IndyBar: Remembering Judge Patricia Gifford

iba-pres-bell-james-2018The Indianapolis Bar Association was saddened to learn of the passing of retired Marion Superior Court Judge Patricia Gifford on April 8. Judge Gifford was a true leader of the entire legal community and a pioneer for women attorneys. She was recognized several times by the IndyBar, receiving the Silver Gavel Award in 2008 for her exemplary service on the bench and the Antoinette Dakin Leach Award, which honors trailblazing women in the profession, in 2006.

When I became an attorney in 1999, Judge Gifford was likely the most well-known judge on the Marion Superior Court bench, not only because she had presided successfully over one of the most famous trials in Indiana history, but because she simply had a reputation as an outstanding judge who maintained decorum in her courtroom and who issued fair, well-reasoned decisions. While I appeared before her on a small handful of occasions prior to her retirement and had the pleasure of meeting her outside of the courtroom, I wanted this message to be filled with words of those who knew her best.

Below are comments from judges who served with her on the Marion Superior Court bench and from attorney Jim Voyles, who met Judge Gifford in law school in 1964 and, along with a few of his classmates, is likely the IndyBar member who knew her the longest. I invite you to read the comments below (as well as Judge Sarah Evans Barker’s message in this issue) and reflect on the impact Judge Gifford had on our profession.

Patricia Gifford was a generous mentor to me and many other judges and a true trailblazer. When I first became a lawyer in the late 1980s, Judge Gifford provided the incentive that being a female judge was an attractive and attainable goal. She presided over some of Marion County’s most high profile criminal cases and made it seem easy. She was the epitome of professionalism; always prepared and highly respected and she accepted no nonsense, yet she was always courteous, kind-hearted and helpful to lawyers. Her passing is a great loss to the Indianapolis legal community. 

–The Hon. Tanya Walton Pratt, United States District Court, Southern District of Indiana

Judge Gifford and I worked closely together for two years when she served as Presiding Judge of the court. I learned so much from her. She managed her duties with integrity, dignity and grace, with never a show of anger or discourtesy to anyone. She was extremely adept at building coalitions among members of the bench and bar that continue today. We all became better judges as a result of her steadfast leadership, collegiality, and enduring friendship.

–The Hon. Cynthia Ayers, Marion Superior Court, and Past IndyBar President

Pat Gifford was a pioneer for female lawyers and a great mentor for all of the women judges on the Marion Superior Court bench. Pat’s door was always open when you had a legal question or needed guidance on the art of judging, or the “softer” side of judging. Pat kept control in a courtroom like no one else could. The lawyers knew she meant business when she gave them “that look.” She brought needed order to the administration of the courts when she was the presiding judge and was the most respected judge on the bench during the 16 years I was there.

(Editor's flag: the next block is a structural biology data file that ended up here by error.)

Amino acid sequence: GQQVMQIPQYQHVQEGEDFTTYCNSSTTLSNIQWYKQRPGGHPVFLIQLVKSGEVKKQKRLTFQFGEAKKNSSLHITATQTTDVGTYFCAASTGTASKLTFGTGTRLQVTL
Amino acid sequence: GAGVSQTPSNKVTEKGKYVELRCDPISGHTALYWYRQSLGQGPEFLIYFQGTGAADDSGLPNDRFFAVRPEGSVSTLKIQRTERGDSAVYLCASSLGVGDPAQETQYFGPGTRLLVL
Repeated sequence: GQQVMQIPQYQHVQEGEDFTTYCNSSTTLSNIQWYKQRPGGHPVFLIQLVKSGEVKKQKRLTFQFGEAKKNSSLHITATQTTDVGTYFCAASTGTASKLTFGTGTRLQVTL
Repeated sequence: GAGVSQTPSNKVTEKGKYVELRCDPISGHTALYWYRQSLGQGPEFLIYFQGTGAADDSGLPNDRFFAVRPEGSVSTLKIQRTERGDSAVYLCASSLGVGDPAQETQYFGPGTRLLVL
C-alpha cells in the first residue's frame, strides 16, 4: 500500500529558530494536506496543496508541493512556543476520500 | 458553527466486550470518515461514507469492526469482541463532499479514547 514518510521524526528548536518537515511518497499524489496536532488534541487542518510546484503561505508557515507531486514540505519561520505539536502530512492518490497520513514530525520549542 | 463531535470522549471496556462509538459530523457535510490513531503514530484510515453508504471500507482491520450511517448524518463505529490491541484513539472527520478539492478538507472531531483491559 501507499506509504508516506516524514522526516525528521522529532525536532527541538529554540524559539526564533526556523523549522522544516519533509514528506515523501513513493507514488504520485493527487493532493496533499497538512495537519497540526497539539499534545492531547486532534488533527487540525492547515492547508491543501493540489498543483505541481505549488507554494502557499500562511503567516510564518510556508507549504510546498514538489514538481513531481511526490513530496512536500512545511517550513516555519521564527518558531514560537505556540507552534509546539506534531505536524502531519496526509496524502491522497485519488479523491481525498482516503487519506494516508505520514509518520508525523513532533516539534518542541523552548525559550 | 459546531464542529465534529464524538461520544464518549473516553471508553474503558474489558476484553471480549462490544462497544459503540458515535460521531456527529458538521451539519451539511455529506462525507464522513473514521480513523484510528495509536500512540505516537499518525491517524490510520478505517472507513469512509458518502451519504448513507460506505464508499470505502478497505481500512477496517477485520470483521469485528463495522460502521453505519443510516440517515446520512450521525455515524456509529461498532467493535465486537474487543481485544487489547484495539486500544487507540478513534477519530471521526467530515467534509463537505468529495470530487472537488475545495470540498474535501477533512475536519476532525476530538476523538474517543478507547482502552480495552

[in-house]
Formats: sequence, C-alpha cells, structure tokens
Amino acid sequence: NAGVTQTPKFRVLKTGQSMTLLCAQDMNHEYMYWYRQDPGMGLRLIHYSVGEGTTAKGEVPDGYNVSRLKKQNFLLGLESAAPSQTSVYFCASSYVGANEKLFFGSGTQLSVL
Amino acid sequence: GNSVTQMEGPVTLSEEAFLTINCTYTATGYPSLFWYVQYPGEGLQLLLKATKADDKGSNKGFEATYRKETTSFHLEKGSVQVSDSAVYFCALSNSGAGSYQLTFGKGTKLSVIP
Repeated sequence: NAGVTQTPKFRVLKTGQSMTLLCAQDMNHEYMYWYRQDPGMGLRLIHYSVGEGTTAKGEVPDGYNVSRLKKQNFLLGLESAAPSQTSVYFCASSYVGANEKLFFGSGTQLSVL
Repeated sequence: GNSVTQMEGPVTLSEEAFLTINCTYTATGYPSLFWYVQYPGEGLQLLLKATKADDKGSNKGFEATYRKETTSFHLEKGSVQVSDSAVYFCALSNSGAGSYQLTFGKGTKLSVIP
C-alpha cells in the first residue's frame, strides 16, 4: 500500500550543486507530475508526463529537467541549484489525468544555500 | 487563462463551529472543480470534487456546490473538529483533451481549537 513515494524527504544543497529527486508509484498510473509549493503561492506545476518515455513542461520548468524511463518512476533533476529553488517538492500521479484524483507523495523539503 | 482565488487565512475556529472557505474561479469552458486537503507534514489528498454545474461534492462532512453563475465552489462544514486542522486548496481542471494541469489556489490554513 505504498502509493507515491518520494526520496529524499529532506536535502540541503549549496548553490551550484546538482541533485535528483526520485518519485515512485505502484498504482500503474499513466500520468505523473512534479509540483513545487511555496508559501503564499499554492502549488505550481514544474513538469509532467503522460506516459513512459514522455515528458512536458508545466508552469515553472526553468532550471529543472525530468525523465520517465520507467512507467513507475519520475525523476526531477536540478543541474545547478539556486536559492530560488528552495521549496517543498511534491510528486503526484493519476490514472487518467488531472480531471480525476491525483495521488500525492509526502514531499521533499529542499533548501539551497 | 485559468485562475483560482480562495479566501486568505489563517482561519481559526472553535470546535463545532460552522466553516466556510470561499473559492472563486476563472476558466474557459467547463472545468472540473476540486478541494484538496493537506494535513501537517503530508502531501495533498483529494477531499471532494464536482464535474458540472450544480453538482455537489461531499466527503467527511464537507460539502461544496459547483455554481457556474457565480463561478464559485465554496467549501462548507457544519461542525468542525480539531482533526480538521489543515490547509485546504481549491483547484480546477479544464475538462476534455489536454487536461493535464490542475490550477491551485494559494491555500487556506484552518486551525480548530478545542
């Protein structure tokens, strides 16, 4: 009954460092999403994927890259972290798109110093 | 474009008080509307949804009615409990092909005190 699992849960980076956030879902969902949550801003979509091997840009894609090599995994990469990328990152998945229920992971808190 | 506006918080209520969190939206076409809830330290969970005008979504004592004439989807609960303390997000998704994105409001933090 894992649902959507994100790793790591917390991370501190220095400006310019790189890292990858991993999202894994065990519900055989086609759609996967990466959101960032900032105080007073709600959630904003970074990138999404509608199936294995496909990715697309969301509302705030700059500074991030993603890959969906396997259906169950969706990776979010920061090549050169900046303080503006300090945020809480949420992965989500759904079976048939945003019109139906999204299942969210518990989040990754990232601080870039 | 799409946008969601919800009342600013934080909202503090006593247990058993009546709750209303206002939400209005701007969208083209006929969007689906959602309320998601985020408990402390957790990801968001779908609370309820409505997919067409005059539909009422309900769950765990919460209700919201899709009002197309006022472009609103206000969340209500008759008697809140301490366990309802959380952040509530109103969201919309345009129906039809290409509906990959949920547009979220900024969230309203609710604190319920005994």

She had a wonderful marriage to her husband, Bob Butsch, and they had a lot of fun together. Of course, the loves of her life were her daughter, Jennifer, and her grandsons. In court, Pat was no-nonsense, but outside of the courtroom, she always kept me laughing. I frequently thought how surprised some lawyers would be if they could have seen this side of Pat Gifford. Those of us who were blessed to know the real Pat will remember her laughing, with that twinkle in her blue eyes, and her very warm heart.

–The Hon. Robyn Moberly, United States Bankruptcy Court, Southern District of Indiana, and Past IndyBar President

iba-judge-giffordJudge Patricia Gifford was the 2006 recipient of the Women and the Law Division’s Antoinette Dakin Leach Award aimed at recognizing trailblazing females in the legal profession.

I met Judge Gifford in my first year of law school in 1964 and we were friends from then on. I believe she was one of only three women who were sworn in with 75 of us in the Indiana Supreme Court in 1968.

I recall Judge Gifford rising through the ranks of our profession and successfully taking on her male counterparts, including none other than F. Lee Bailey, in the courtroom as Deputy Attorney General and later as one the nation’s first sex crimes prosecutors. As a judge, she was hard-working and tough, but fair. She kept things close to the vest and she ran an excellent courtroom. Off the bench, she was a different person who had a great sense of humor. She will be missed by her friends and the legal profession.

–Jim Voyles, Voyles Vaiana Lukemeyer Baldwin & Webb, and Past IndyBar President

When I first became a state court judge, I was invited by the Indiana Judicial Center to choose a mentor judge. I chose Pat Gifford because I wanted to learn from the best. She readily accepted, and we became good friends. Pat was wicked smart, funny and very kind to me. She left me with three great lessons to guide me as a judge:

Do the right thing, and in the right way.

Party loyalty is fine, but loyalty to the court is far more important. 

None of it matters more than your husband and your children. 

May she rest in peace.

–The Hon. Jane Magnus-Stinson, United States District Court, Southern District of Indiana

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